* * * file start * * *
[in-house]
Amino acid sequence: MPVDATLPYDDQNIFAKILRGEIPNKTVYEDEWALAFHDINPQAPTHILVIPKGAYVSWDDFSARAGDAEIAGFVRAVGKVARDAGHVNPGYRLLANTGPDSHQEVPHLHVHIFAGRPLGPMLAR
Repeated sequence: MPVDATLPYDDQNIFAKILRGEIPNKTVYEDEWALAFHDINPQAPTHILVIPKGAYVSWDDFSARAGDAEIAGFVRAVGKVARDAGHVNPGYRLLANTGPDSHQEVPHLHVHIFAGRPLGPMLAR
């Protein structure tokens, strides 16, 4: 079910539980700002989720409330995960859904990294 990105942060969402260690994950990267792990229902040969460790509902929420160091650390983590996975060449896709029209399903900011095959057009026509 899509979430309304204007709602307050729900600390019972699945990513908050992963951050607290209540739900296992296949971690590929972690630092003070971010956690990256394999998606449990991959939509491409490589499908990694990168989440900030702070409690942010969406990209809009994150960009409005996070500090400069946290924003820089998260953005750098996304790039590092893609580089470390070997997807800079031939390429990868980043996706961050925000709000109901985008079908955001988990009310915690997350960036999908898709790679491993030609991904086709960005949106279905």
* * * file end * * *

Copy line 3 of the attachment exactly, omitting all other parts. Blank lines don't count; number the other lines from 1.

Repeated sequence: MPVDATLPYDDQNIFAKILRGEIPNKTVYEDEWALAFHDINPQAPTHILVIPKGAYVSWDDFSARAGDAEIAGFVRAVGKVARDAGHVNPGYRLLANTGPDSHQEVPHLHVHIFAGRPLGPMLAR